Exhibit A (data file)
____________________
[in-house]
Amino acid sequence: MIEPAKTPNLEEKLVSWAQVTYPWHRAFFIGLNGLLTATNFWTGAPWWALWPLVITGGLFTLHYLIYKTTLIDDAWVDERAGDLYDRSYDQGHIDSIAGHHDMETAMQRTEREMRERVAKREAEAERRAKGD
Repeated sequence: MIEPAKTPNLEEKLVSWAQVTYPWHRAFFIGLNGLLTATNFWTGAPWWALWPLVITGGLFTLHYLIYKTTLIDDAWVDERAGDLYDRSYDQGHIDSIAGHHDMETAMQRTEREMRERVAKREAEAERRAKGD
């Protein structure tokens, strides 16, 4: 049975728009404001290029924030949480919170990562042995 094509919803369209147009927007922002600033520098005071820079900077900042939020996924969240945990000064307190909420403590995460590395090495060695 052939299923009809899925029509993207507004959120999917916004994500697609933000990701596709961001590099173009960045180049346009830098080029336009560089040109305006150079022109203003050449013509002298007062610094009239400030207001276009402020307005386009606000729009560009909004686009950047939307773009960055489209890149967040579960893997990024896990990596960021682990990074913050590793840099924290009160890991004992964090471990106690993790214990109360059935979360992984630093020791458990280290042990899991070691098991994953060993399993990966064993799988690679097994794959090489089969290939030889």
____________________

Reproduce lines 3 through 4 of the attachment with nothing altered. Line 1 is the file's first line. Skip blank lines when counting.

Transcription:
Repeated sequence: MIEPAKTPNLEEKLVSWAQVTYPWHRAFFIGLNGLLTATNFWTGAPWWALWPLVITGGLFTLHYLIYKTTLIDDAWVDERAGDLYDRSYDQGHIDSIAGHHDMETAMQRTEREMRERVAKREAEAERRAKGD
């Protein structure tokens, strides 16, 4: 049975728009404001290029924030949480919170990562042995 094509919803369209147009927007922002600033520098005071820079900077900042939020996924969240945990000064307190909420403590995460590395090495060695 052939299923009809899925029509993207507004959120999917916004994500697609933000990701596709961001590099173009960045180049346009830098080029336009560089040109305006150079022109203003050449013509002298007062610094009239400030207001276009402020307005386009606000729009560009909004686009950047939307773009960055489209890149967040579960893997990024896990990596960021682990990074913050590793840099924290009160890991004992964090471990106690993790214990109360059935979360992984630093020791458990280290042990899991070691098991994953060993399993990966064993799988690679097994794959090489089969290939030889």